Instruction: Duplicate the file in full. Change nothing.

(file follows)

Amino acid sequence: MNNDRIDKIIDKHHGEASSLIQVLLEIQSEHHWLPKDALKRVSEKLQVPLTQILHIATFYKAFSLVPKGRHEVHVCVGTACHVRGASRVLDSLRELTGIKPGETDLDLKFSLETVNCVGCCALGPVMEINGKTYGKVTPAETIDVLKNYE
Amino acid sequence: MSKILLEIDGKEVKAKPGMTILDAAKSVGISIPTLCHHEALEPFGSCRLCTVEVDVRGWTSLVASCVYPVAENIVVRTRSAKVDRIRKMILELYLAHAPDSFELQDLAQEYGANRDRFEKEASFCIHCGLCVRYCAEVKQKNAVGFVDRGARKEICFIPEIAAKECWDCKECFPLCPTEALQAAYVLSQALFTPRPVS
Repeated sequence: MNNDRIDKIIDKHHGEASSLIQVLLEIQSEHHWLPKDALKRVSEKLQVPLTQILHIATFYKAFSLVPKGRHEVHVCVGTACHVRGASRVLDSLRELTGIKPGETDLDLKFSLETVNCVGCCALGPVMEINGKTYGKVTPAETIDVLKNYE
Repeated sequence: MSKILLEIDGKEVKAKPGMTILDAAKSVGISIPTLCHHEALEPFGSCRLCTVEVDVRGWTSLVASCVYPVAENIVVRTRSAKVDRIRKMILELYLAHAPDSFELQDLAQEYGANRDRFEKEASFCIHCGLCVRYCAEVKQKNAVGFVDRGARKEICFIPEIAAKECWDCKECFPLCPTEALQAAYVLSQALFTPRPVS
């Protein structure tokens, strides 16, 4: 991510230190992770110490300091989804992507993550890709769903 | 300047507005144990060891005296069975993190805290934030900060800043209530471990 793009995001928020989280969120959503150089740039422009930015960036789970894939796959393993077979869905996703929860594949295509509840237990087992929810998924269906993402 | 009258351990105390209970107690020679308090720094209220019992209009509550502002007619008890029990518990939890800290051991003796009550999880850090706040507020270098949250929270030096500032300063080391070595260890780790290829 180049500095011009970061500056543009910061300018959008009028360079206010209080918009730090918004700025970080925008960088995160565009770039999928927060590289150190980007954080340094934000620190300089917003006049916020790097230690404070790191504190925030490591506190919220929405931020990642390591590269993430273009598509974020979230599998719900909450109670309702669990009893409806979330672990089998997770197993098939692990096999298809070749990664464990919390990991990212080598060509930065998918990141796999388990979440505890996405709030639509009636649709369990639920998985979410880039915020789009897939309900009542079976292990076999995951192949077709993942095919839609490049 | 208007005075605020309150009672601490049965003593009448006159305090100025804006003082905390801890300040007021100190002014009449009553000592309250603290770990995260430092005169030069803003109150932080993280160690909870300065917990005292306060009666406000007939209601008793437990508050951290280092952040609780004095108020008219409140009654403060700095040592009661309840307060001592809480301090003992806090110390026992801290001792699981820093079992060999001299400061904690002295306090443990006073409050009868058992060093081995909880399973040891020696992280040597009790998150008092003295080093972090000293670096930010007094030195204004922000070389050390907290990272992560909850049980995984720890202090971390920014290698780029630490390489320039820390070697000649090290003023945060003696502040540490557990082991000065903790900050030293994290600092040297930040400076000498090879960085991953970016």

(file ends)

Amino acid sequence: MNNDRIDKIIDKHHGEASSLIQVLLEIQSEHHWLPKDALKRVSEKLQVPLTQILHIATFYKAFSLVPKGRHEVHVCVGTACHVRGASRVLDSLRELTGIKPGETDLDLKFSLETVNCVGCCALGPVMEINGKTYGKVTPAETIDVLKNYE
Amino acid sequence: MSKILLEIDGKEVKAKPGMTILDAAKSVGISIPTLCHHEALEPFGSCRLCTVEVDVRGWTSLVASCVYPVAENIVVRTRSAKVDRIRKMILELYLAHAPDSFELQDLAQEYGANRDRFEKEASFCIHCGLCVRYCAEVKQKNAVGFVDRGARKEICFIPEIAAKECWDCKECFPLCPTEALQAAYVLSQALFTPRPVS
Repeated sequence: MNNDRIDKIIDKHHGEASSLIQVLLEIQSEHHWLPKDALKRVSEKLQVPLTQILHIATFYKAFSLVPKGRHEVHVCVGTACHVRGASRVLDSLRELTGIKPGETDLDLKFSLETVNCVGCCALGPVMEINGKTYGKVTPAETIDVLKNYE
Repeated sequence: MSKILLEIDGKEVKAKPGMTILDAAKSVGISIPTLCHHEALEPFGSCRLCTVEVDVRGWTSLVASCVYPVAENIVVRTRSAKVDRIRKMILELYLAHAPDSFELQDLAQEYGANRDRFEKEASFCIHCGLCVRYCAEVKQKNAVGFVDRGARKEICFIPEIAAKECWDCKECFPLCPTEALQAAYVLSQALFTPRPVS
């Protein structure tokens, strides 16, 4: 991510230190992770110490300091989804992507993550890709769903 | 300047507005144990060891005296069975993190805290934030900060800043209530471990 793009995001928020989280969120959503150089740039422009930015960036789970894939796959393993077979869905996703929860594949295509509840237990087992929810998924269906993402 | 009258351990105390209970107690020679308090720094209220019992209009509550502002007619008890029990518990939890800290051991003796009550999880850090706040507020270098949250929270030096500032300063080391070595260890780790290829 180049500095011009970061500056543009910061300018959008009028360079206010209080918009730090918004700025970080925008960088995160565009770039999928927060590289150190980007954080340094934000620190300089917003006049916020790097230690404070790191504190925030490591506190919220929405931020990642390591590269993430273009598509974020979230599998719900909450109670309702669990009893409806979330672990089998997770197993098939692990096999298809070749990664464990919390990991990212080598060509930065998918990141796999388990979440505890996405709030639509009636649709369990639920998985979410880039915020789009897939309900009542079976292990076999995951192949077709993942095919839609490049 | 208007005075605020309150009672601490049965003593009448006159305090100025804006003082905390801890300040007021100190002014009449009553000592309250603290770990995260430092005169030069803003109150932080993280160690909870300065917990005292306060009666406000007939209601008793437990508050951290280092952040609780004095108020008219409140009654403060700095040592009661309840307060001592809480301090003992806090110390026992801290001792699981820093079992060999001299400061904690002295306090443990006073409050009868058992060093081995909880399973040891020696992280040597009790998150008092003295080093972090000293670096930010007094030195204004922000070389050390907290990272992560909850049980995984720890202090971390920014290698780029630490390489320039820390070697000649090290003023945060003696502040540490557990082991000065903790900050030293994290600092040297930040400076000498090879960085991953970016």